The electrical components of this project acts like the glue between the other components, standing between the overlap of mechanical and software design. The electrical component of the project consists of the accelerometer, photodiode, and LEDs.
The accelerometer is used to toggle a pattern with the output LEDs. The accelerometer is placed inside of the box, attached to the wall. The user knocks on a selected area of the wall two to three times to toggle LED patterns. This process is achieved using electrical filters and amplifiers, and processing using Arduino.
The chip can sense acceleration in three directions, and is powered by the Vs port with a power source of 5 V. The COM port is ground, which was connected to the ground of an Arduino Uno. Only the Zout output was used when sensing acceleration caused by knocking, as by design, the knocking would cause the chip to move up and down in the Z direction.
The Low Pass filter is used to filter out a lot of the noise present in the signal. The cutoff frequency, determined by the values of the resistor(s) and capacitor, is approximately 100 Hz. It is important to note that the resistors are used in parallel. The cutoff frequency is found by the following equation (f = 1/(RC2pi)). Similarly, the High Pass filter is used to filter out the acceleration of gravity from the signal. The cutoff frequency is at 9.9 Hz, found by using the cutoff frequency equation above.
The amplifier is a non-inverting amplifier, which uses the LMC6484in operational amplifier chip. The amplification can be found with the following equation where (A = (R1/R2)+1), where R1 is 1Kohm in this case, and R2 is 10 Ohm. The total amplification is 101 times.
The Arduino will track if the signal surpasses a certain threshold, and will count until three to identify three sharp increases in the signal as a knock. After each time the signal passes the threshold, the Arduino will not recognize signals that pass the threshold for a certain period of time (300 milliseconds) to stabilize the signal, as each knock may have aftershocks and multiple instances of signals passing the threshold. Once three knocks is recognized, the desktop companion will toggle a LED pattern.
The photodiode will measure the brightness of the room, and overall influence how bright the LEDs will glow. The photodiode we are using is the Osram Opto SFH 203. We opted to use a photodiode ahead of a photoresistor because, although the photoresistor is easier to use, it is difficult to calculate the accurate change in resistance in photoresistors due to their low quality.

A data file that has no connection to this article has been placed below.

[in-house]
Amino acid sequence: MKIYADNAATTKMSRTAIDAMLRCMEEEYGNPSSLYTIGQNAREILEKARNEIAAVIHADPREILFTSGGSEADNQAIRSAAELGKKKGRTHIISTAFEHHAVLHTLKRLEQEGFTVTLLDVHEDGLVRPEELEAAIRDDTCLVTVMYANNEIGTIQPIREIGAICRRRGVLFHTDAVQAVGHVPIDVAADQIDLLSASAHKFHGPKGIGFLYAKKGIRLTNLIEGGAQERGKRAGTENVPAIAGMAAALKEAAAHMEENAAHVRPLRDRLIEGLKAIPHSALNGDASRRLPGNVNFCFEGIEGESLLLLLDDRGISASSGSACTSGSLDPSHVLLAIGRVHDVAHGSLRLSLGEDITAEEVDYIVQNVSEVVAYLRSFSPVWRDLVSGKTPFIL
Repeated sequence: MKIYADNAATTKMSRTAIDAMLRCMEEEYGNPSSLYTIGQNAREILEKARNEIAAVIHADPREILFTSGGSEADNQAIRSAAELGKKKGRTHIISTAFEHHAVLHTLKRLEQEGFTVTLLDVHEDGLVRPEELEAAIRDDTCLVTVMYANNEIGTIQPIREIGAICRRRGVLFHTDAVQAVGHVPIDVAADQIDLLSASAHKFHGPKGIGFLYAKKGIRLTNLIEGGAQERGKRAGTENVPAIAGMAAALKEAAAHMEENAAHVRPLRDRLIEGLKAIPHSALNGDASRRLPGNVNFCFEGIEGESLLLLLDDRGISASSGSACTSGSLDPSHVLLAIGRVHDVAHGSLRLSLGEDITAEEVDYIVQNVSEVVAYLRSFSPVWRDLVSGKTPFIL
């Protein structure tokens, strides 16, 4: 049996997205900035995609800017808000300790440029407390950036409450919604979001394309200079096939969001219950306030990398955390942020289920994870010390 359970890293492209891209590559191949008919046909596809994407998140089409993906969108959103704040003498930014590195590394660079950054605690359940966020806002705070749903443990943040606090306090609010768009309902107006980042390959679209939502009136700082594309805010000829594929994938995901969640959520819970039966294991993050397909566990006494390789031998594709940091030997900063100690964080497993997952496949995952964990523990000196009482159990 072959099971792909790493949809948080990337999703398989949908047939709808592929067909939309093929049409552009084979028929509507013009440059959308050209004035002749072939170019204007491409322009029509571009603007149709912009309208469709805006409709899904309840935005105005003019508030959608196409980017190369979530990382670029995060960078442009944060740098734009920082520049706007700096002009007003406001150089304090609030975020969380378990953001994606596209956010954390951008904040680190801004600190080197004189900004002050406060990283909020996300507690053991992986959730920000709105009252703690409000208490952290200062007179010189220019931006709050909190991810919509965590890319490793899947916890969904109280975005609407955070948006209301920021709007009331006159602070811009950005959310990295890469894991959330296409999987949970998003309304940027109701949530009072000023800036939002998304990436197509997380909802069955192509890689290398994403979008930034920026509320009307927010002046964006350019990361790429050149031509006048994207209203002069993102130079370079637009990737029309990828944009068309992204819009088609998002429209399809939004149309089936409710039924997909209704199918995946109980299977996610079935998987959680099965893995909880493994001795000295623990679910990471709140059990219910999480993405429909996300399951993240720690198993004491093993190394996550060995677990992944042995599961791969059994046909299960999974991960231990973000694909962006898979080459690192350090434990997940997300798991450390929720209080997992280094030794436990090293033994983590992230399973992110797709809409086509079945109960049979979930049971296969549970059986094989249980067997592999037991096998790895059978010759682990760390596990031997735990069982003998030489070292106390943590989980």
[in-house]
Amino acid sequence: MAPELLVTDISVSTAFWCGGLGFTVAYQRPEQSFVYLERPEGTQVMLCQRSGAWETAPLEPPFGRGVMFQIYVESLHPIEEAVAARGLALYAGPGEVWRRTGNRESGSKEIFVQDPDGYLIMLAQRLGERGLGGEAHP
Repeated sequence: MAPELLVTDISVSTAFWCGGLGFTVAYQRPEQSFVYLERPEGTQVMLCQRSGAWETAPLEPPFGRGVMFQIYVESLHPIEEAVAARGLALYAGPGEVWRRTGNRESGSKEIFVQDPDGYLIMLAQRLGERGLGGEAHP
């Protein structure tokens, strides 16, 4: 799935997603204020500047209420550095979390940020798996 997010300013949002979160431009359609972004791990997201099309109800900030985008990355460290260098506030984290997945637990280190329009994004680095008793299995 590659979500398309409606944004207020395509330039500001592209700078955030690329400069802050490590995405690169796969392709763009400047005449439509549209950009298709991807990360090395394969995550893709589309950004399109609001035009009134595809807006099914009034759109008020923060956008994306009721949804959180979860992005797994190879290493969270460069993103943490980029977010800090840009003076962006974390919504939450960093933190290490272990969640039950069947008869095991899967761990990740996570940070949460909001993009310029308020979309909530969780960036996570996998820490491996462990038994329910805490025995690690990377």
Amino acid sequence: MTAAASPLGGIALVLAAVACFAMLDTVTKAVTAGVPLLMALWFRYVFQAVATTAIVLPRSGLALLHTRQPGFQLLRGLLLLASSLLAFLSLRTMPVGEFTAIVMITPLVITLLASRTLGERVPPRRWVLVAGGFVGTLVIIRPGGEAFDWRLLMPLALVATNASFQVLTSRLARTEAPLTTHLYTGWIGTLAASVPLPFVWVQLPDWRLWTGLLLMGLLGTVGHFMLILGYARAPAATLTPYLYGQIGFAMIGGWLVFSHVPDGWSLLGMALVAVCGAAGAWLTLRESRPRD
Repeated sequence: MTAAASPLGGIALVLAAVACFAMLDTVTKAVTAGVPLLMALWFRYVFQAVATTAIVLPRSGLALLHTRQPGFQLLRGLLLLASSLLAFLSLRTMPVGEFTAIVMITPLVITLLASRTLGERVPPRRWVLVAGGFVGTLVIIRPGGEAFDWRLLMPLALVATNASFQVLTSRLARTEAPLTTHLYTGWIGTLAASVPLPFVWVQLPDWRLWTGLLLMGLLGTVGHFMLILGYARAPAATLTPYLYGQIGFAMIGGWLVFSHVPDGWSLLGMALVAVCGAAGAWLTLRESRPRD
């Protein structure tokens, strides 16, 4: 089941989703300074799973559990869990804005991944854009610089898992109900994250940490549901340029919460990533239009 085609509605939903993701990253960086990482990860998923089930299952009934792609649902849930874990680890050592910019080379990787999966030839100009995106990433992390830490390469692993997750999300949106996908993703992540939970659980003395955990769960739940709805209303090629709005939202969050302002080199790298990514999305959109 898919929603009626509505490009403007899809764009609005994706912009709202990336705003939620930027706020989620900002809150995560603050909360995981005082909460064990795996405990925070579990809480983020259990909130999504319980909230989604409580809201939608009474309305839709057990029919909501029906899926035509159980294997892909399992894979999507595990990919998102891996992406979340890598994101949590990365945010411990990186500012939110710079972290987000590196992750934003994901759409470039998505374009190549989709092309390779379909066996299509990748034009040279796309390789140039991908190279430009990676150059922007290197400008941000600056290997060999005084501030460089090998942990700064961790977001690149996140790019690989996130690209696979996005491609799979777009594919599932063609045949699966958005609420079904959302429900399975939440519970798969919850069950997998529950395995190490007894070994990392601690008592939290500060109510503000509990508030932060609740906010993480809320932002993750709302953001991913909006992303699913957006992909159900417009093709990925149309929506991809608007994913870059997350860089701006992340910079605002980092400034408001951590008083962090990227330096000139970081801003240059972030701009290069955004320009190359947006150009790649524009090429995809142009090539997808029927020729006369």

The photodiode converts light energy into current, so no power source is needed, other than what is used to drive the Op Amp, which is yet again the LMC6484in. The Op Amp draws no current, so all the current goes through the resistor. The voltage output is therefore determined by Ohm’s Law, where (Vout = I * R), where current is directly related to light intensity sensed by the photodiode, the resistor is the 1 Mohm resistor in this case, and the Vout is the output voltage, also influenced by the reference voltage. The reference voltage adds the voltage value to the final output. The capacitor is placed to create a low-pass filter, where the cutoff frequency is (f = 1/(RC2pi)), and in this case is 16 Hz. This would prevent the alternating AC lights from creating a signal that is unnecessary.
The LEDs add character to the mechanical aspect of the sculpture by adding color. In order to maximize the color combinations and patterns that the LEDs would be able to display, we decided to build individually addressable LEDs, or LEDs that can be individually selected to display a certain color.
To prevent the LEDs from burning out, we needed to add current limiting resistors. We knew that we would be providing 5V to the LEDs, and with a forward current of 20 milliamps, we were able to calculate the necessary resistor values. We ended up using 158 ohm resistors for the red LEDs (155 ohms was ideal) and 86.6 ohm resistors for the green and blue LEDs (85 ohms was ideal).
Because there were not enough digital PWM pins on the Arduino Uno to control all 8 of our tricolor LEDs, we used shift registers to "add" more PWM pins to the Arduino. Shift registers work by reading two signals: a clock and a signal. Each "bit" of the signal tells the shift register to turn a pin on or off, but the clock is what tells the shift register at what rate the signal should be read. Utilizing three shift registers and the ShiftPWM Arduino library, we were able to implement individually addressable LEDs.
Initially, the components were tested. For example, the photodiode circuit was built by using a previous example circuit from the class (Introduction to Sensors, Instrumentation, and Measurement), and had the output signal connected to the input of an Arduino input, and read the values.
A similar process was implemented for the accelerometer, as the initial circuit was breadboarded and tested with the Arduino. The Analog Discovery also was used to track the sharp changes in voltage with each impulse on the accelerometer chip. The Analog Discovery showed the voltage range the output of the accelerometer took place in, and helped filter and amplify it.
After both circuits were thoroughly planned out, the two circuits were put on the same protoboard. The protoboard was compact and allowed the circuitry to be placed in the final sculpture taking up minimal space.